South Africa: Solar Project at Karl Bremer Hospital.

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  • Solar PV has been installed at one of the health department’s administration buildings, Bellville Health Park at Karl Bremer Hospital.
  • The project could make a huge difference in ensuring the office park is cushioned from load-shedding.

Solar PV has been installed at one of the health department’s administration buildings, Bellville Health Park at Karl Bremer Hospital.

Solar PV has been installed at one of the health department’s administration buildings, Bellville Health Park at Karl Bremer Hospital, Cape Town, South Africa. Alan Winde of Western Premier Cape said that the project is one of several renewable energy initiatives that will ensure that the province is energy resilient. This project is expected to save the Western Cape government millions of rand in electricity bills and cushion it from load-shedding.

The project started in October last year and it has seen 1,400 solar panels installed above parking bays at the facility. The ground-mounted solar system is linked to five separate inverter stations mounted in vandal-proof and theft-resistant cages, it generates 663kWp. The inverter stations connect to the solar panels and convert direct current to alternating current in the building. From here, cables connect it to a miniature substation that provides power to the administration building, which is connected to the rest of the Karl Bremer hospital precinct electrical network.

The project could make a huge difference in ensuring the office park is cushioned from load-shedding.

While Alan toured the facility, he noted that the project could make a huge difference in ensuring the office park is cushioned from load-shedding. He said, “Our services must be protected as far as possible from blackouts, and through this initiative, we are making sure this is the case. Apart from the solar panels installed on the parking bays, Bellville Health Park’s entire roof is also fitted with solar PV panels, boosting its energy production.” He also believes that it has the potential to save the facility up to R5m in electricity costs each year. The solar roof will not only result in having its power, “but our employees and clients also get shaded parking”.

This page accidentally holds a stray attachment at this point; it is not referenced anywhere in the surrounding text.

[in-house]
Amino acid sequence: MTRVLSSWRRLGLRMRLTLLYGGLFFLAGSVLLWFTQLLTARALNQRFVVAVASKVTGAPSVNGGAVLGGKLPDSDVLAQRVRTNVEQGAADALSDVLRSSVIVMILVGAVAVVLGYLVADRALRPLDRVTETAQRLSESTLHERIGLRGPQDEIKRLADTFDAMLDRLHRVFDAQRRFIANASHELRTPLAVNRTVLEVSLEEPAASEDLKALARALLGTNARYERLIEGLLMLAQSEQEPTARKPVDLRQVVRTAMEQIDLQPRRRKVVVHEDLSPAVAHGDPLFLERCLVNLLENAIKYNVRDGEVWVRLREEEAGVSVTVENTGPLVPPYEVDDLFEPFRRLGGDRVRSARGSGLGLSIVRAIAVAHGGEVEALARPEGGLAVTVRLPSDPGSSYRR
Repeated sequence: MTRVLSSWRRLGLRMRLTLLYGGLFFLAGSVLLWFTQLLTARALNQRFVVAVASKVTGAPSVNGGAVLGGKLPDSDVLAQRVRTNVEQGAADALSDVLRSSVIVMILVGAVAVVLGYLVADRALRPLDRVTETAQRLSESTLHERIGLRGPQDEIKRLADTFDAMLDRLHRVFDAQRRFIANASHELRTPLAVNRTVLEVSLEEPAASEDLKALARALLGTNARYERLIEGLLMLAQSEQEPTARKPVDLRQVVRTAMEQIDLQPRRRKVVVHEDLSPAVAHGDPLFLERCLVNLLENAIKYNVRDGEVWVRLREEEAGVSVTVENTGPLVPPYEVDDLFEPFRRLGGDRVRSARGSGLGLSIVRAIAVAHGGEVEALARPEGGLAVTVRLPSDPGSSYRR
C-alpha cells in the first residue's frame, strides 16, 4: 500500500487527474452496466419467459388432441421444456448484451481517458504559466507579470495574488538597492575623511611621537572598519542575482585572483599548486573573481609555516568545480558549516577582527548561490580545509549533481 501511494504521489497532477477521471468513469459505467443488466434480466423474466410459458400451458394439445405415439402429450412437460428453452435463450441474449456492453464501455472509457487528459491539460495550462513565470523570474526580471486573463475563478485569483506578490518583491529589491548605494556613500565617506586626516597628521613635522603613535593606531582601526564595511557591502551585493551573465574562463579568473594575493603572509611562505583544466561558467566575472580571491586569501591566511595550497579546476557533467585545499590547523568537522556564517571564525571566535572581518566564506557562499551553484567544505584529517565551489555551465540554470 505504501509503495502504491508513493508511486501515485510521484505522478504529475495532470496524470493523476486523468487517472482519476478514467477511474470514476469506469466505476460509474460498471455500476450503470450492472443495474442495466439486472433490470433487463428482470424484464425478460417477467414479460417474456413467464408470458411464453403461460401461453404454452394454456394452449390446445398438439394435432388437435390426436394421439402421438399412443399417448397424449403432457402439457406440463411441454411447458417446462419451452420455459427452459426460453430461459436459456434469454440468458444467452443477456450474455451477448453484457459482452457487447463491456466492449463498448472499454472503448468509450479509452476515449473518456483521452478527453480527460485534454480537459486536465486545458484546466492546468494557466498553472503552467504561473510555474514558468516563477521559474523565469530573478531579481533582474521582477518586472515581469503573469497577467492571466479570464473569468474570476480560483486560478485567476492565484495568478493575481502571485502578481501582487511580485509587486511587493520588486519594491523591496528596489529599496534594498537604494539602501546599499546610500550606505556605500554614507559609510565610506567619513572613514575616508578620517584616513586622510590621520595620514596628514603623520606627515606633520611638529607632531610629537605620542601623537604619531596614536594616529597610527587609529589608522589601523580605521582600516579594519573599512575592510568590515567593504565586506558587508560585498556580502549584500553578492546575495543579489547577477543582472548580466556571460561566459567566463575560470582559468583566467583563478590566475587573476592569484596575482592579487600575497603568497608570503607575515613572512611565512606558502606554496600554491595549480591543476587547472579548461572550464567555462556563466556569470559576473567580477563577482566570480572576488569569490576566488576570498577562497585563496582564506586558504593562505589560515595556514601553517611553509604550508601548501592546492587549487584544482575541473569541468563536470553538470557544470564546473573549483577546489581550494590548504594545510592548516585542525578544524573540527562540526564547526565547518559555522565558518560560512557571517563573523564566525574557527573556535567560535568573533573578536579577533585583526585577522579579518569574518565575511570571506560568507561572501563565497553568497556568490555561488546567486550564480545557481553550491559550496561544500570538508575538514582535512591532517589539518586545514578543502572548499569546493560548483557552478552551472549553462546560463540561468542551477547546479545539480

He also encouraged the private sector to play its part in generating renewable energy. “Together we will be able to bolster our energy security drive. We have made it a priority for our government to find ways to mitigate the impact of blackouts on our services. This has been demonstrated through our budgetary allocations across our departments as well as meaningful investments. The newly launched Western Cape Department of Infrastructure has been key in helping to boost energy efficiency at government-owned buildings and facilities.”

According to Winde, a long-term plan to develop and maintain critical infrastructure projects is an important component of the latest solar project.

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